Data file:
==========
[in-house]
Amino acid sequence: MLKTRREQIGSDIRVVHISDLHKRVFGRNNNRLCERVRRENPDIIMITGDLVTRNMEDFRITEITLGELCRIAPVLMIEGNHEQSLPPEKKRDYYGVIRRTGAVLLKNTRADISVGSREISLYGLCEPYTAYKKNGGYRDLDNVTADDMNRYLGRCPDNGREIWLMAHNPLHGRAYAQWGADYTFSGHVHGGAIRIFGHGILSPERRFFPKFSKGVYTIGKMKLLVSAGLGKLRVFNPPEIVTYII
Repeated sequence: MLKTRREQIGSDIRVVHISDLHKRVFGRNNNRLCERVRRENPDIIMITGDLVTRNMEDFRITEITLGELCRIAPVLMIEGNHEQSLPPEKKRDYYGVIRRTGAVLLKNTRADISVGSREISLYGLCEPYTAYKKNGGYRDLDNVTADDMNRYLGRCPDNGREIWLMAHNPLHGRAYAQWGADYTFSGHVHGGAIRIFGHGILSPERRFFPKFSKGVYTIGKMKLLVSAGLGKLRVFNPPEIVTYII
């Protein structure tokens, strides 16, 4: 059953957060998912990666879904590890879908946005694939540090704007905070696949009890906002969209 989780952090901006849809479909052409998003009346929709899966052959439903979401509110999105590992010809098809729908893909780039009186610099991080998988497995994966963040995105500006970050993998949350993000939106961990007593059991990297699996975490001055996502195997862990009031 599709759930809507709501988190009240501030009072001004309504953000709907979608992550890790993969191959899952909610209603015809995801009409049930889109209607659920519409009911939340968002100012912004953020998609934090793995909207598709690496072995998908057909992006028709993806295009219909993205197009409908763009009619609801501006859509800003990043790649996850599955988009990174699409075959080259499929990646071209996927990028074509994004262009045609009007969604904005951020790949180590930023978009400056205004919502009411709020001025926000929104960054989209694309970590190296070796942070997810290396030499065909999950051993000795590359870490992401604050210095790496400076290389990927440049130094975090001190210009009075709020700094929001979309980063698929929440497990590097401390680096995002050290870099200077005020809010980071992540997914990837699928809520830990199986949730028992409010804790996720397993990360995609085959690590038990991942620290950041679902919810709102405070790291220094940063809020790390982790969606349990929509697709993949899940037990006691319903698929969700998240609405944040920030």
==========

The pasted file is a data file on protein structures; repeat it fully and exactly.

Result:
[in-house]
Amino acid sequence: MLKTRREQIGSDIRVVHISDLHKRVFGRNNNRLCERVRRENPDIIMITGDLVTRNMEDFRITEITLGELCRIAPVLMIEGNHEQSLPPEKKRDYYGVIRRTGAVLLKNTRADISVGSREISLYGLCEPYTAYKKNGGYRDLDNVTADDMNRYLGRCPDNGREIWLMAHNPLHGRAYAQWGADYTFSGHVHGGAIRIFGHGILSPERRFFPKFSKGVYTIGKMKLLVSAGLGKLRVFNPPEIVTYII
Repeated sequence: MLKTRREQIGSDIRVVHISDLHKRVFGRNNNRLCERVRRENPDIIMITGDLVTRNMEDFRITEITLGELCRIAPVLMIEGNHEQSLPPEKKRDYYGVIRRTGAVLLKNTRADISVGSREISLYGLCEPYTAYKKNGGYRDLDNVTADDMNRYLGRCPDNGREIWLMAHNPLHGRAYAQWGADYTFSGHVHGGAIRIFGHGILSPERRFFPKFSKGVYTIGKMKLLVSAGLGKLRVFNPPEIVTYII
């Protein structure tokens, strides 16, 4: 059953957060998912990666879904590890879908946005694939540090704007905070696949009890906002969209 989780952090901006849809479909052409998003009346929709899966052959439903979401509110999105590992010809098809729908893909780039009186610099991080998988497995994966963040995105500006970050993998949350993000939106961990007593059991990297699996975490001055996502195997862990009031 599709759930809507709501988190009240501030009072001004309504953000709907979608992550890790993969191959899952909610209603015809995801009409049930889109209607659920519409009911939340968002100012912004953020998609934090793995909207598709690496072995998908057909992006028709993806295009219909993205197009409908763009009619609801501006859509800003990043790649996850599955988009990174699409075959080259499929990646071209996927990028074509994004262009045609009007969604904005951020790949180590930023978009400056205004919502009411709020001025926000929104960054989209694309970590190296070796942070997810290396030499065909999950051993000795590359870490992401604050210095790496400076290389990927440049130094975090001190210009009075709020700094929001979309980063698929929440497990590097401390680096995002050290870099200077005020809010980071992540997914990837699928809520830990199986949730028992409010804790996720397993990360995609085959690590038990991942620290950041679902919810709102405070790291220094940063809020790390982790969606349990929509697709993949899940037990006691319903698929969700998240609405944040920030």